Ditum later rehashes a tired old myth when it comes to trans children. Using the very scientific method of watching a TV documentary and listening to an anecdote, she concludes that trans children think they are trans because they like things associated with the opposite sex. She perpetuates the myth of desistance and misleadingly cites:

“studies suggesting 80 per cent of gender non-conforming  children go on to live in their original gender as adults”

Yes, this figure is true, but that’s because trans and gender non-conforming are not the same thing. Read this article to understand how this statistic is misused over and over again. There is also a better study that shows that gender identity in trans kids is equally as consistent as for cis kids. Not to mention (oh ok, I will) the other important recent study that demonstrates extremely positive outcomes for trans kids that receive treatment.

It is frustrating how much good work has been done to clear up these myths and yet how often they get trotted out to trap the unwary people who haven’t done the reading.

Has Ditum not done her reading? Or is she deliberately suppressing one side of the story – I will leave you to decide. Given the size of her platform, can anyone see the danger for trans people if she has not been fully ethical, balanced and diligent in her research?

A transgender child’s identification with another gender goes far beyond mere gender expression, and is extremely persistent. Often kids and parents talk about expressions and choices as some of the clues they had along the way, but obviously you cannot encompass years of gender dysphoria into a soundbite or even a documentary. And having seen the BBC documentary mentioned, Ditum is also guilty of having cherry picked the one line out of an hour’s programme that fits her own biased narrative.

6. Ergo we don’t exist

“arguably non-existent gender identity”

“In the absence of compelling evidence for brainsex”

The absence of evidence is not evidence of absence – we are still exploring the complexity of gender and biology. It is interesting that the lack of fully established evidence for brainsex spurs Ditum to fall back on possibilities that have even less evidence, including the entirely debunked theory that it is a paraphilia (autogynephilia, see above).

Like Ditum, I believe gender identity may well be multi-determined, and I am fiercely in the middle of the nature/nurture debate, as are most reputable scholars – it’s likely to be both. I do however see there are hints of a mosaic of brain and hormonal differences that, as Daphna Joel has discovered, are by no means binary. These findings back the notion of sex-similarity far more than sex-difference. Nevertheless, and notwithstanding the entirely debunked theories of Simon Baron-Cohen and others, it is possible that there is biology at work here, as well as, of course, gender socialisation.

Ditum also cites “a response to homophobia” as one possible cause of being trans. As a person who identified as a lesbian for a decade as a response to transphobia and my reluctance to come out as trans, my challenge to Ditum is this – show me the evidence that there is more stigma attached to being gay than trans in this country and I will believe you. Show me a single study that prompted you to throw that one in the mix. Or are you just falling back on the tired old trope that trans women are “confused gay men”? Yes, there is an interrelationship between gender identity and sexuality, but they are not the same. Neither are they in competition with each other.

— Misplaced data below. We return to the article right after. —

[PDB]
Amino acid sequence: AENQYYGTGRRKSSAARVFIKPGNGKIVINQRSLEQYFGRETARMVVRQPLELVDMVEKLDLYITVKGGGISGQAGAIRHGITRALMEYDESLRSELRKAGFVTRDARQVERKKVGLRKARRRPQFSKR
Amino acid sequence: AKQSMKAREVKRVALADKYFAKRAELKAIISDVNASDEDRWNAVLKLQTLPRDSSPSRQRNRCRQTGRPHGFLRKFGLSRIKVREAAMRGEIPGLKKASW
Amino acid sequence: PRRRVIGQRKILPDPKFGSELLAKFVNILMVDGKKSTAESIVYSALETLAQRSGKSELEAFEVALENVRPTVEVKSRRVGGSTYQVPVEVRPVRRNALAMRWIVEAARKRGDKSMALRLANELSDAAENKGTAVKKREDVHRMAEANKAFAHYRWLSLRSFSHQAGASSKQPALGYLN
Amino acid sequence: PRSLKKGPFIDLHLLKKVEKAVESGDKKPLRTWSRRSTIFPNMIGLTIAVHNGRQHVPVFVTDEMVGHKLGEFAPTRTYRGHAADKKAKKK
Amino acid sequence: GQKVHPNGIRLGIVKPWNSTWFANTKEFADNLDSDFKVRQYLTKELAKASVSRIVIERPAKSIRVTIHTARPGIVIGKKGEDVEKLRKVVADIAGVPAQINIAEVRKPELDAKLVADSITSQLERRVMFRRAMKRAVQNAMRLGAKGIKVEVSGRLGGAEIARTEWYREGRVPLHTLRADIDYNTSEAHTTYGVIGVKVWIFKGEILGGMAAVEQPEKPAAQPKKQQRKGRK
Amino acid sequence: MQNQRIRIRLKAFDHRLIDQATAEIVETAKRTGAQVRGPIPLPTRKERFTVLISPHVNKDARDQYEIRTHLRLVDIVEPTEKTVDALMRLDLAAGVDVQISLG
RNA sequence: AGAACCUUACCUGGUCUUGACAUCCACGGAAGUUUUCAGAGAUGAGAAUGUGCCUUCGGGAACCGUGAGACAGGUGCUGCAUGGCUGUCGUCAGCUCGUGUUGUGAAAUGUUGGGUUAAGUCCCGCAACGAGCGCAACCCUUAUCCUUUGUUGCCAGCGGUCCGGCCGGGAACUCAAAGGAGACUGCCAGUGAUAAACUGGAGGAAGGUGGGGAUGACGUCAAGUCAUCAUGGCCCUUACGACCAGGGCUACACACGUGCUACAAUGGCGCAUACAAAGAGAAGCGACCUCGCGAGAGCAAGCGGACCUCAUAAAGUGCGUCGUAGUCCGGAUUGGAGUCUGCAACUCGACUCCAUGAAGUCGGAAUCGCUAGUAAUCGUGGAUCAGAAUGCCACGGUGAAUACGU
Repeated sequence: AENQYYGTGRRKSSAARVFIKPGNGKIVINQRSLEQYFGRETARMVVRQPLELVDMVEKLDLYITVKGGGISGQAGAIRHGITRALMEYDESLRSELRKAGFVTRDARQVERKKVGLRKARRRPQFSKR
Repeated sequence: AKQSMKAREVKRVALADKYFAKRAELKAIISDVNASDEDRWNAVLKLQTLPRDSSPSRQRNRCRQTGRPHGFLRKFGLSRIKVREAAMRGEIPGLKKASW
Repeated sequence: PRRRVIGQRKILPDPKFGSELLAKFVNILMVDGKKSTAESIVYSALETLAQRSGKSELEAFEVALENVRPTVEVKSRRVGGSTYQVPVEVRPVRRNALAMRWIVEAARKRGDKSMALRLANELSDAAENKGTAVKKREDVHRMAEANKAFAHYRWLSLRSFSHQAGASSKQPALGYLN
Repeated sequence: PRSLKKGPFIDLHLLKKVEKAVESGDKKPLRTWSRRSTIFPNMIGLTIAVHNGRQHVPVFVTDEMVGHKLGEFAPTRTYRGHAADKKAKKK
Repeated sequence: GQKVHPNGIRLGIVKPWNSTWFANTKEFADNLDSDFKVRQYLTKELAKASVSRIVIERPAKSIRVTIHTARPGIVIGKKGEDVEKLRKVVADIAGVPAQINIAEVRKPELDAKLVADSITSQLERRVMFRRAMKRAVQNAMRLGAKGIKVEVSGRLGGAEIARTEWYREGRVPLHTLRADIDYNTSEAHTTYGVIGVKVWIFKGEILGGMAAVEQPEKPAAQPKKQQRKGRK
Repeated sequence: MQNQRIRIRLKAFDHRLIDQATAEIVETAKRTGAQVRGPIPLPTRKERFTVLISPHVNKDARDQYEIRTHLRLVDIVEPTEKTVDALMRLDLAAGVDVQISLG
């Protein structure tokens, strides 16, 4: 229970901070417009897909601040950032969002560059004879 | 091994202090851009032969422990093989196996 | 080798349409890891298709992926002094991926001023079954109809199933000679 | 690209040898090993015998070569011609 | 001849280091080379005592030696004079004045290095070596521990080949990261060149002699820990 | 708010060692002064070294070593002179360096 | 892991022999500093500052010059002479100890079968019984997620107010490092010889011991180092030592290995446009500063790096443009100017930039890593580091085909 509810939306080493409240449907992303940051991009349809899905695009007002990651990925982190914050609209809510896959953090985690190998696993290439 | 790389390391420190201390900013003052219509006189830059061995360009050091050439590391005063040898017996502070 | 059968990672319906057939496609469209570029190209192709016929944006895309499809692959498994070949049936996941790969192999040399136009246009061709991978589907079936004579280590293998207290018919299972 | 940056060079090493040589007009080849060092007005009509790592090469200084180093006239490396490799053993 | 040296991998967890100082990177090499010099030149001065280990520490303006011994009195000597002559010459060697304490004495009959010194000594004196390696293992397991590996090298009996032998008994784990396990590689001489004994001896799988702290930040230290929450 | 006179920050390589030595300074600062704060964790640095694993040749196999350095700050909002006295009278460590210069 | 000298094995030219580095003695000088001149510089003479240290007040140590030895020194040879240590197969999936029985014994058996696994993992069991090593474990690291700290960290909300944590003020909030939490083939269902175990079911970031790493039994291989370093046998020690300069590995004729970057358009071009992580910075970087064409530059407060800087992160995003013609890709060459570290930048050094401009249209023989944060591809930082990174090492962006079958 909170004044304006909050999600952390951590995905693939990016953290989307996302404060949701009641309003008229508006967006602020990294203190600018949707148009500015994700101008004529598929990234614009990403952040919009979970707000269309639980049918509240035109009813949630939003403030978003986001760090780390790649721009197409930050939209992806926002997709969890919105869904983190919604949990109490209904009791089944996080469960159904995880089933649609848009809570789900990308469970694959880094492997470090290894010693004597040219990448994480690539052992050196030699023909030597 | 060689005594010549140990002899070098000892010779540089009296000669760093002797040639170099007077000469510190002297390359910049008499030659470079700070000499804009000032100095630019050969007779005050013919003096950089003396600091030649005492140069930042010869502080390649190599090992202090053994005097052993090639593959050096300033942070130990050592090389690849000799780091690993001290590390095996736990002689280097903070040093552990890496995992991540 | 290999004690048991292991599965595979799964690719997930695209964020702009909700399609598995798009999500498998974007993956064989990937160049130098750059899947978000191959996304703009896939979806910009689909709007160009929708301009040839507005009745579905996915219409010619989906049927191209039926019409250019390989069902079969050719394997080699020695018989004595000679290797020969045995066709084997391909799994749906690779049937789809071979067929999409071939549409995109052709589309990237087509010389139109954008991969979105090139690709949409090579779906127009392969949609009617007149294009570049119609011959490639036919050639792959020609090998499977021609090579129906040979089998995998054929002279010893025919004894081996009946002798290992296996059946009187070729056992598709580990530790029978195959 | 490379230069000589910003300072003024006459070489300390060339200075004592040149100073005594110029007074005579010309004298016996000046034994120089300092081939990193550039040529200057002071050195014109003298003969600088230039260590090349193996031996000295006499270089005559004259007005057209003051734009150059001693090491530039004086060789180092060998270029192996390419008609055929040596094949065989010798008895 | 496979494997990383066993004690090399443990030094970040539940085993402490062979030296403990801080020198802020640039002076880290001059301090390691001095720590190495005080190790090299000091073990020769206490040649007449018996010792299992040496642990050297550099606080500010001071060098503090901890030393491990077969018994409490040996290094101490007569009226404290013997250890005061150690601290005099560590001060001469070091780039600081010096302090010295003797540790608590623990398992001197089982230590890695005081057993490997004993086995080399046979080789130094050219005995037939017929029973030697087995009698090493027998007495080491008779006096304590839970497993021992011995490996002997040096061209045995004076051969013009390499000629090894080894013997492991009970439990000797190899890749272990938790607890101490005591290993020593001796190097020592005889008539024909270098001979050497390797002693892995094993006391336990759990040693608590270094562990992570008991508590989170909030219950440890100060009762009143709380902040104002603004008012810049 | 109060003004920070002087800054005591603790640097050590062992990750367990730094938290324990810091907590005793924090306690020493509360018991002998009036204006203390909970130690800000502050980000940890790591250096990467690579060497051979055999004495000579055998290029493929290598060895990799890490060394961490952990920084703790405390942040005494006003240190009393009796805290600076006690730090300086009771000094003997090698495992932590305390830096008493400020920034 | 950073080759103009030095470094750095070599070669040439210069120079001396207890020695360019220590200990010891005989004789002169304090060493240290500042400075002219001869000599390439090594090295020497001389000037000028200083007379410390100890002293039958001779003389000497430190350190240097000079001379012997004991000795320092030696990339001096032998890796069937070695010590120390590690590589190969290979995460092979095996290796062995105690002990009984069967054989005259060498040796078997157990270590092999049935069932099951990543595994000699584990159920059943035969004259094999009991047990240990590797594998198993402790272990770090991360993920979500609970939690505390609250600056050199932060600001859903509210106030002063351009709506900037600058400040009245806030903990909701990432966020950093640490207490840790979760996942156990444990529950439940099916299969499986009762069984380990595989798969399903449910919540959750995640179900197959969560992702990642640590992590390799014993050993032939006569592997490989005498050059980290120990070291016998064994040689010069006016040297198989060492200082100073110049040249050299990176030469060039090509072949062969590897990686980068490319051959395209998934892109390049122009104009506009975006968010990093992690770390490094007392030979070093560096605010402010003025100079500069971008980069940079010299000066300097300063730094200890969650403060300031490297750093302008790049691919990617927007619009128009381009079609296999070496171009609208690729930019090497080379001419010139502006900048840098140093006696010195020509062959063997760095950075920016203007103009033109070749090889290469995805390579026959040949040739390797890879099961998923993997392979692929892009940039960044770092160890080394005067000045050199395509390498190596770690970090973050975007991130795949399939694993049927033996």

I lived a prosperous life as a lesbian and have suffered a massive loss of privilege and circumstance in coming out as trans. I came out not because it was advantageous but because my lesbian identity was a half-truth and not a full expression of who I am, and I could not continue to manage living in that half-truth.

8. Trans is a narrow option

“as the doctrine of gender identity draws tighter, options become ever narrower”

Again, where is the evidence of this? My experience of the trans community is that the more freedom to explore ourselves and be accepted we have, the more diverse narratives spring up, the more options become open to us and the more the walls between us break down. Where 20 years ago trans people were expected to live heteronormative lives, now many of us are out and challenging many of society’s preconceptions around gender.

My trans circle is fiercely feminist, distinctly radical, and demonstrates a range of possibilities from assigned female “trans dykes” who use she/her but challenge what it is to be a woman, to non-binary people who manage to live outside of gender entirely. People who ease their dysphoria through medicine and people who don’t. And yes, people who know themselves to be women but don’t go through a medical process, who face huge challenges because of that. It’s funny how the nonconforming trans people like Alex Drummond are held up as the threat, and at one and the same time it is our community that is supposedly narrowing the options. Meanwhile, ultra conservative trans people like Caitlyn Jenner falsely dominate the public’s idea of what it is to be trans.

An observant person might suggest that cis people keep narrowing our options, while we keep trying to widen them so that we can live more healthily and congruently.

9. Cis people know better

“The fact of suffering is not evidence that the sufferer has unimpeachable insight into the source of that suffering”

A clever one, this. Yes, it’s true in a way, but it’s also deeply patronising. As a person-centred counsellor I have learned time and again that my client, whoever they are, is the expert on their own life. What is certainly not true is that Ditum can claim any real ability to shed light on this discussion.